The term probiotics (meaning "for life," as opposed to antibiotics) refers to foods and dietary supplements that contain beneficial bacteria, as well as to the organisms themselves. Proponents claim that probiotics confer health benefits when consumed in adequate amounts, primarily by rebalancing the gut's natural flora. There's good evidence that they reduce diarrhea, especially diarrhea that results when antibiotics wipe out the good along with bad bacteria.

Studies also suggest that certain strains can help in ulcerative colitis (an inflammatory bowel disease) and possibly irritable bowel syndrome (IBS). Other potential benefits of probiotics have been claimed--lowering blood pressure and cholesterol, for instance, and treating allergic conditions--but the evidence so far is preliminary, at best.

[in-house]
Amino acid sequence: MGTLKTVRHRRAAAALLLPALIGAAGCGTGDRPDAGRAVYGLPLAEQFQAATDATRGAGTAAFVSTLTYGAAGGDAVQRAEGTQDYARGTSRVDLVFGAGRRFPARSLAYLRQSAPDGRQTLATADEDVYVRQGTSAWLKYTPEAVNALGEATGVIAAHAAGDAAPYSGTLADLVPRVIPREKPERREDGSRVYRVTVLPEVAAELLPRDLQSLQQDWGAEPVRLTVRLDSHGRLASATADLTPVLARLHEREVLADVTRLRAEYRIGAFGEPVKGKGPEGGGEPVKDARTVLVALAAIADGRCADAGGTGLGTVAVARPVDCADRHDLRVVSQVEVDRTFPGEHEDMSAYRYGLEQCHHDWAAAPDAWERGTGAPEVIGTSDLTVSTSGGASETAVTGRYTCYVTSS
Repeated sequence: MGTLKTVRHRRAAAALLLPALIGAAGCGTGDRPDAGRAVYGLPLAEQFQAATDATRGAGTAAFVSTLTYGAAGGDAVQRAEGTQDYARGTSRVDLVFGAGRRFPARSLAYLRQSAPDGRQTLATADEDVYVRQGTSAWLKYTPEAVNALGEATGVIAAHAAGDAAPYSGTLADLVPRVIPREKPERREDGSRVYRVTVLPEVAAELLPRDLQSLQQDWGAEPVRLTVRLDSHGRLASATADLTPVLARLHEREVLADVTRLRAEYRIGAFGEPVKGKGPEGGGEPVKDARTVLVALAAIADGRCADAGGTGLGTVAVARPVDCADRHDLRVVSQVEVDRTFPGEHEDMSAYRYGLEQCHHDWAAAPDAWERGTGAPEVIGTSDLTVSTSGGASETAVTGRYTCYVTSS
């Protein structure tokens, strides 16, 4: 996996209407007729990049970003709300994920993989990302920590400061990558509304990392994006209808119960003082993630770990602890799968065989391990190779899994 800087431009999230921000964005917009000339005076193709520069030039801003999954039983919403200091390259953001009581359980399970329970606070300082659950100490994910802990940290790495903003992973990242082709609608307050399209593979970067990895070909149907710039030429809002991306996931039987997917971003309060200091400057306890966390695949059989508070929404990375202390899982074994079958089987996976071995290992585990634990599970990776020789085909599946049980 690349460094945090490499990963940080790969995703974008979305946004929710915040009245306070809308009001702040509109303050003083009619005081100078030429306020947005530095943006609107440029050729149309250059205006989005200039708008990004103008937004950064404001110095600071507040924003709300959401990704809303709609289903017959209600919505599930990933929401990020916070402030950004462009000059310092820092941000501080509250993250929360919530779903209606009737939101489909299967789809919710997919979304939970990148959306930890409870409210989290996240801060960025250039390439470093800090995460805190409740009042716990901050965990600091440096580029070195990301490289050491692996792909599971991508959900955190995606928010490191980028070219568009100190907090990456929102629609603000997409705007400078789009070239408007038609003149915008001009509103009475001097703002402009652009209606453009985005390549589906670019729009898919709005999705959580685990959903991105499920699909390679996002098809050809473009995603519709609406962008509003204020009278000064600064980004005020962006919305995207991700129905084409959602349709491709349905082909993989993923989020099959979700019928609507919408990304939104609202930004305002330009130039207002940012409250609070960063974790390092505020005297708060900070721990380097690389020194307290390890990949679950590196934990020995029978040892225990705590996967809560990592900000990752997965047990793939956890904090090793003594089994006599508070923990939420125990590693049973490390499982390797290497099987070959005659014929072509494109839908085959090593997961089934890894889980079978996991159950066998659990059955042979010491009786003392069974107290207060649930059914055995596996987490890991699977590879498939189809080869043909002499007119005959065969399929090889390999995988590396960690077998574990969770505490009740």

While probiotics sound promising, it's not certain that ingested bacteria stick to the lining of the intestines and multiply--the only way for them to have any benefit. Some strains may not be able to compete with the bacteria already there. Some don't even survive digestion. Large, double-blind, placebo-controlled studies are still needed to prove the effectiveness and safety of probiotics for different medical conditions, and to find out what the best strains and dose would be (different strains have different physiological effects). It's not known whether probiotics benefit healthy people in any way.

Some Pointers

  • Yogurt and other fermented dairy products (such as kefir) are excellent foods, high in protein and calcium (choose nonfat or low-fat). The "Live & Active Culture" seal from the National Yogurt Association is the best assurance that a certain number of bacteria survived processing--though some may have perished since. Yogurts that are heat-treated after fermentation do not contain live bacteria.

  • If you are lactose-intolerant, you'll probably have less of a problem with yogurt, because the live bacteria will have digested some of the lactose (milk sugar).

  • If you have ulcerative colitis or IBS, talk to your doctor about probiotics. They may be a helpful adjunct treatment.